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Philadelphia possesses one of the richest and most dynamic beer-drinking cultures in America. Tenured publicans flex on far-reaching friends to secure bottles and kegs that don't land anywhere else, while nationally recognized breweries in and around the city spread the hoppy love the opposite direction. Even the most rudimentary area bar will be able to provide you with a properly poured pint, but it takes some recon to organize a run-thru of Philly's best.
Here are 10 must-visits in the Philly beer bar scene, running the beer-geek gamut from Belgium, Germany and Italy back to the best America's got to offer.
Any Philly glass-emptying marathon, regardless of length, intensity or itinerary, should include a stool-warming session at Monk's. It was opened in 1997 by partners Tom Peters and Fergus Carey, but the charmingly creaky Center City institution "looks like it's been here forever," as Peters tells it. Its idiosyncratic Euro-style layout—two separate bars, connected by a hallway scattered with seats—seems the ideal spiritual home for what many consider the best Belgian beer selection in the country.
Peters' pioneering efforts as an Belgian beer booster in the US were rewarded with a 2004 induction into the country's Knighthood of Brewers' Mashstaff. In other words, he's got the hookup, translating to a staggering 300-plus bottle selection (broken down in the pages of the infamous "Beer Bible") and 20 constantly rotating drafts. If you have no idea where to begin, bend the ear of your bartender—all Monk's staffers go through rigorous tasting and sensory analysis training, so they know what the hell they're talking about.
Translating to "from the tap," Alla Spina is the most casual member of chef Marc Vetri's cabal of Philly Italian concepts. It takes its namesake duties quite seriously, too—just have a look at the gorgeous copper-plated draft system at the triple-sided bar, lorded over by "Alex," the eerily demonstrative sock-wearing pig mascot that lives above the liquid. Gregarious GM and beverage director Steve Wildy (check out his "Weekly Wildy" series on YouTube) fills his draft lines with choices both accessible (house exclusive Hundred Horse, a chestnut ale from PA's Victory) and esoteric (Madamin's Loverbeer, a pucker-inducing pour fermented with wine yeast in oak barrels).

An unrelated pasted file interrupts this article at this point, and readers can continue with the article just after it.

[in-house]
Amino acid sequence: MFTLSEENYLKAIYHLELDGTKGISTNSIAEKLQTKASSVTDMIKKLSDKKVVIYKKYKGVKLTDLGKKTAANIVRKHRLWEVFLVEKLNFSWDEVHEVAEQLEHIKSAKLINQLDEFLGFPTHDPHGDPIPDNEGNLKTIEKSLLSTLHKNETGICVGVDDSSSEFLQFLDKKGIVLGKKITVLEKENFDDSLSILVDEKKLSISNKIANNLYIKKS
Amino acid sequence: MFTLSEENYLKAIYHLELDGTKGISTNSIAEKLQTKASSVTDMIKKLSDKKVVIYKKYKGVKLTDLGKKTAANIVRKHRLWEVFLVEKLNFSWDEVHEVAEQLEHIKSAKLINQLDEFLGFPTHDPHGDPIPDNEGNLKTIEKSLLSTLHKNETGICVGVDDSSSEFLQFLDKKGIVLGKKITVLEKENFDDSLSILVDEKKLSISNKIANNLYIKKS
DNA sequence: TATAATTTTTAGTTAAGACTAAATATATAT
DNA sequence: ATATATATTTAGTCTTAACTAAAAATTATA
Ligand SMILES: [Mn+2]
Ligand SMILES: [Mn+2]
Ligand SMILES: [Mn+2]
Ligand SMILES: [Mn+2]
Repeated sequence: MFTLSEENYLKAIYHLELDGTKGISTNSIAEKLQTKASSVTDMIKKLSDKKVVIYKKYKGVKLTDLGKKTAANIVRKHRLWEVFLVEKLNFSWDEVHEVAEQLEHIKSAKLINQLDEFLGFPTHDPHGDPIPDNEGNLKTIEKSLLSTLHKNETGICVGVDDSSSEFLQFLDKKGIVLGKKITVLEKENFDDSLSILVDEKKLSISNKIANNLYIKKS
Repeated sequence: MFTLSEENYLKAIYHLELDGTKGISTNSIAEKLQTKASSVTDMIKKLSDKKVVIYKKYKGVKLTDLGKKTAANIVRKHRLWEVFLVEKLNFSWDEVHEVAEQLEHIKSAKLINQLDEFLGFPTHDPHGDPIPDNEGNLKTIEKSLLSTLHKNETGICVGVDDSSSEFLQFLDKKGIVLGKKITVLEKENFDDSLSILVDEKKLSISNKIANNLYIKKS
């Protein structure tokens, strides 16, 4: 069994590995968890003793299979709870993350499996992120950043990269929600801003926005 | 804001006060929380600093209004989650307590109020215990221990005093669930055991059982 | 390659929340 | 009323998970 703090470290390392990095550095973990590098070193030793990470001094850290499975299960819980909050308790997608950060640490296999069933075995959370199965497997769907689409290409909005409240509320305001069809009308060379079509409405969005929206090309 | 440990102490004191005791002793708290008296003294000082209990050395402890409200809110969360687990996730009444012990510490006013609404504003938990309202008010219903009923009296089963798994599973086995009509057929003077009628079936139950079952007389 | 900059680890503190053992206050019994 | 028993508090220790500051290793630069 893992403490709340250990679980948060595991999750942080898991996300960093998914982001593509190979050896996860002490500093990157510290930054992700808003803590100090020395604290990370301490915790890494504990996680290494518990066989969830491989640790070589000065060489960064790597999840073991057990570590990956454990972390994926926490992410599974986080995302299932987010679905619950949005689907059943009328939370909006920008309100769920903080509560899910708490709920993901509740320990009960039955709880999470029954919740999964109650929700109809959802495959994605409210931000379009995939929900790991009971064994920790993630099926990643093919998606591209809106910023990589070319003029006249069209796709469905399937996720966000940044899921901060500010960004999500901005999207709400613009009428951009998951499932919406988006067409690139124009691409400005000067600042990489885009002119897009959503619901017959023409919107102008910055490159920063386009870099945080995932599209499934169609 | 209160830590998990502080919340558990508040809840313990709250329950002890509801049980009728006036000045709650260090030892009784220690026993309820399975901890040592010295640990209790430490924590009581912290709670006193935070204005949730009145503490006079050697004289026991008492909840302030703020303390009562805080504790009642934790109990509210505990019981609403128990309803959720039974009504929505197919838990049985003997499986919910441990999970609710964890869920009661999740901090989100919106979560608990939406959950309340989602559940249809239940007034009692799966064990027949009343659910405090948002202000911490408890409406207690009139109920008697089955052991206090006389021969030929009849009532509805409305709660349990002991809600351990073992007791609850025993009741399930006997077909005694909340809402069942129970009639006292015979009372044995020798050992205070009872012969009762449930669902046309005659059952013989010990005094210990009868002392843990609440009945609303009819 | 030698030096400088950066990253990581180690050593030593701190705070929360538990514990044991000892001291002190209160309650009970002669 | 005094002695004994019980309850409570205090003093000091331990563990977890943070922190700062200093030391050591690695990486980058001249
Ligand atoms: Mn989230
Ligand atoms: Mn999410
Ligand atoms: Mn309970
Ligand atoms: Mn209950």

The accompanying bottle list is broken down into unexpected and exacting styles, from fruit ales to Belgian tripels. All this plays nice with chef Mike Deganis' pork-obsessed menu, where agrodolce pig tails join swordfish BLTs and beer cheese-coated pretzel bites.
Perfect neighborhood bars tend to possess a hard-to-codify but easy-to-ID spirit, a bizarre, possibly supernatural air that both relaxes and energizes any thirsty pint-drainer who darkens the doorway. Fountain Porter's only been open since October of last year, but it's got this whatever-you-call-it for days. Industry veterans Evan Clancy and Scott Pawlicky teamed up to opened this small draft-only operation (no bottles/cans) in South Philly, with value as big a concern as variety. "We wanted to keep it honest and keep it grounded," says Clancy. "We didn't want to go the beer snob route."